February 25th, 2005, 12:45 AM
i have recently been offered a puppy, that will be about 8 weeks old when i bring it home. i have always had older dogs (the youngest being 4 years) and i am reluctant to accept this offer.
my concern is basically that i work 8 hour days, 5 days a week. can an 8 week old puppy be left that long? what age can they start doing that? is it better to get them used to that when they are younger??? obviously i would be home all day long if i could, but that's not really an option.
any help in this general area would be greatly appreciated. i need to know
1) if i could create a suitable life for this particular dog
and if not...
2) what age/type of dog i should be looking at instead. :confused:
February 25th, 2005, 12:48 AM
What kind of dog is it? I'm assuming it's 8 weeks, but you also said 8 months.... :confused:
February 25th, 2005, 12:51 AM
oops! yeah, 8 weeks!
it's a female australian shepherd.
February 25th, 2005, 07:14 AM
In my opinion, it is not a good idea to get any young pup and leave it alone for 8+ hours a day. How will the pup get trained, be socialised etc.. with no stimulation during the day? Australian Shepherds are working dogs and I would tend to think that as a young pup, being left alone all that time, it will inevitably get into a ton of trouble due to boredom. Just my thoughts..
February 25th, 2005, 09:22 AM
You cannot leave a young puppy alone for 8 hours a day, period. Thier bladders are not delevoped enough to withstand not being able to relieve themselves every 2 hours (at least!).
The general rulel of thumb, according to different website is:
Hours a puppy can "hold it" = their age in months + 1
For example, a 4 month old puppy should be able to "hold it" for 5 hours.
If you do not provide ample oportunities for the puppy to go pee/poop, you could create bladder/bowel issues/infections/disorders as they grow. Not to mention, if you're not careful, you may inadvertently teach your little pup that it's ok to mess in it's kennel. If you train a puppy to do that, it can be very hard to untrain them. Dogs don't like sleeping in thier own mess, but will do so if forced to. If forced to long enough, they get used to it. Not fun by any definition of the word.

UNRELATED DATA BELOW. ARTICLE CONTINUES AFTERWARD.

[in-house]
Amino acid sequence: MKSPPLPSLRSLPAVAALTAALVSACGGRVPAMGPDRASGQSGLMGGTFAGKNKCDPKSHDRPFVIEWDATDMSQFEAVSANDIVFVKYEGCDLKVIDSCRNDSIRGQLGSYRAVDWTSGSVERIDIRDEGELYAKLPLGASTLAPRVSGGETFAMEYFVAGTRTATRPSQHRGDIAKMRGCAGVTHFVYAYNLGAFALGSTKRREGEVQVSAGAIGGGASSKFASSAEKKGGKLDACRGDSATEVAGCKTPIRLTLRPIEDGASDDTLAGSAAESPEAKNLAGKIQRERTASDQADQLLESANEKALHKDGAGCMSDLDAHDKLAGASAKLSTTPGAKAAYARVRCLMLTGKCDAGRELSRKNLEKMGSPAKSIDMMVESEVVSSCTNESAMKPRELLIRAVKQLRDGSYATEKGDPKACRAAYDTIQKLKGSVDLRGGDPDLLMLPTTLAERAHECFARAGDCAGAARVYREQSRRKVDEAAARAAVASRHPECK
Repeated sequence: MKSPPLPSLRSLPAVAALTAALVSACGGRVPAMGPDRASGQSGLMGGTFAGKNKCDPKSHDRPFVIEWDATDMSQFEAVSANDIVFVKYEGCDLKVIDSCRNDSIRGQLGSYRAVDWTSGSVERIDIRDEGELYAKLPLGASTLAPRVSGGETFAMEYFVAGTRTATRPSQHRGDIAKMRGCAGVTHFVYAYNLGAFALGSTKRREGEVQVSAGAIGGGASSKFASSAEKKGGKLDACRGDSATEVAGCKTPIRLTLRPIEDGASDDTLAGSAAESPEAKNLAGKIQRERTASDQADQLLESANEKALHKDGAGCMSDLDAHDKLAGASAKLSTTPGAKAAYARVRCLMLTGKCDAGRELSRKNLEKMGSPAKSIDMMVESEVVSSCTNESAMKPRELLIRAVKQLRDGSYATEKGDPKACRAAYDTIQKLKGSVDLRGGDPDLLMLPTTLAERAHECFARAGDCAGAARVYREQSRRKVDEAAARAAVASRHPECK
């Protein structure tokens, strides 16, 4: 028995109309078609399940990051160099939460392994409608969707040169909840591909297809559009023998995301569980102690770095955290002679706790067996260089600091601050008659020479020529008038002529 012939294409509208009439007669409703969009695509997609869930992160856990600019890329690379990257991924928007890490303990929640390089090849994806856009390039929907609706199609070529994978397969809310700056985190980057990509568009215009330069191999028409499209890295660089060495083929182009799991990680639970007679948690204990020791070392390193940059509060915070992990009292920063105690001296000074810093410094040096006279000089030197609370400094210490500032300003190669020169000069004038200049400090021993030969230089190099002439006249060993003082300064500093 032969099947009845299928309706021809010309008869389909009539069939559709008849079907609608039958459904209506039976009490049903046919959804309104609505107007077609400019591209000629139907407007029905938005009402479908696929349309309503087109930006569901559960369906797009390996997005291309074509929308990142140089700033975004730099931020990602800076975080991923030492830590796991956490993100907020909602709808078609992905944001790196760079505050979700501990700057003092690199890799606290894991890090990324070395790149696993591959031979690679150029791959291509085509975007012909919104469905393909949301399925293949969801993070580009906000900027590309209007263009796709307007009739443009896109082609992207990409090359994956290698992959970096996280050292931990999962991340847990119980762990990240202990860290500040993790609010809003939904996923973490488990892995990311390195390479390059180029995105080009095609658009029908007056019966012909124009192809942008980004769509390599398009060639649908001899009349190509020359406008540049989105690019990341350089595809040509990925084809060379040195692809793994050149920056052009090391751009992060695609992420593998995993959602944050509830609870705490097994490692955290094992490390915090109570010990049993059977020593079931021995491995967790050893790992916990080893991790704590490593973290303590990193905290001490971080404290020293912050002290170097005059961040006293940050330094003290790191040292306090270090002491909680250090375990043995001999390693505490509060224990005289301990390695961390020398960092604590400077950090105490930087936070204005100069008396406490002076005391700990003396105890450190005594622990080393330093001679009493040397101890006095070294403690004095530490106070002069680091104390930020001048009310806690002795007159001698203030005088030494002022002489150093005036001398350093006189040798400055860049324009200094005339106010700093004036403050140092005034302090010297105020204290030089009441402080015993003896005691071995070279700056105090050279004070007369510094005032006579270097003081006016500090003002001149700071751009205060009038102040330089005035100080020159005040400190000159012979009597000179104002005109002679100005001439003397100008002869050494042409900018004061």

If you're unable to go home to let the puppy out every 2 hours (at least) and spend time with it to feed it lunch (young puppies need to eat at least 3 times per day with water - which means breakfast, lunch, dinner with water only restricted before bedtime to prevent all night peeing) then you should think about an older dog. One that's housetrained already and can be left in a kennel for a maximum of 8 hours. No dog should be left alone, without potty breaks, for longer than 8 hours, no matter the age.
I hope this helps.
February 25th, 2005, 10:34 AM
I'm with BMDLuver and Trinitie on this one. This sounds like a bad idea to me. I love aussies (I have a couple in my close environment) but they need a good start in life. They are brilliant working dogs but are prone to temperament issues if not handled and worked properly. Plus, obviously, 8 weeks is way too young to be left along 8 hours.
I think you should consider adopting an adult rescue (could be a young adult, though... there are plenty of 9 months to 1 year and a half doggies looking for homes)
March 4th, 2005, 11:12 AM
Aussie's are a very busy dog, bred for working and will want to work.... I've had 2 aussie's sweet, smart dogs but again busy. Need room to run and play and needs to be with people they love to learn.
March 4th, 2005, 07:18 PM
Can you arrange to come home on your lunch break? You could also look into doggy daycare. There are also (in some areas) pet sitter services that will come to your home once or twice a day (depending on what you pay for) to walk your dog. That might be another option.
There are ways around these things, but, I agree with all the other posts in regards to leaving a pup that age alone in a crate for that long. 4 hours during the daytime MAX.
Don't get discouraged! Find a way to cover all the bases, it is only for a few months till the pup is older and can stay longer periods alone.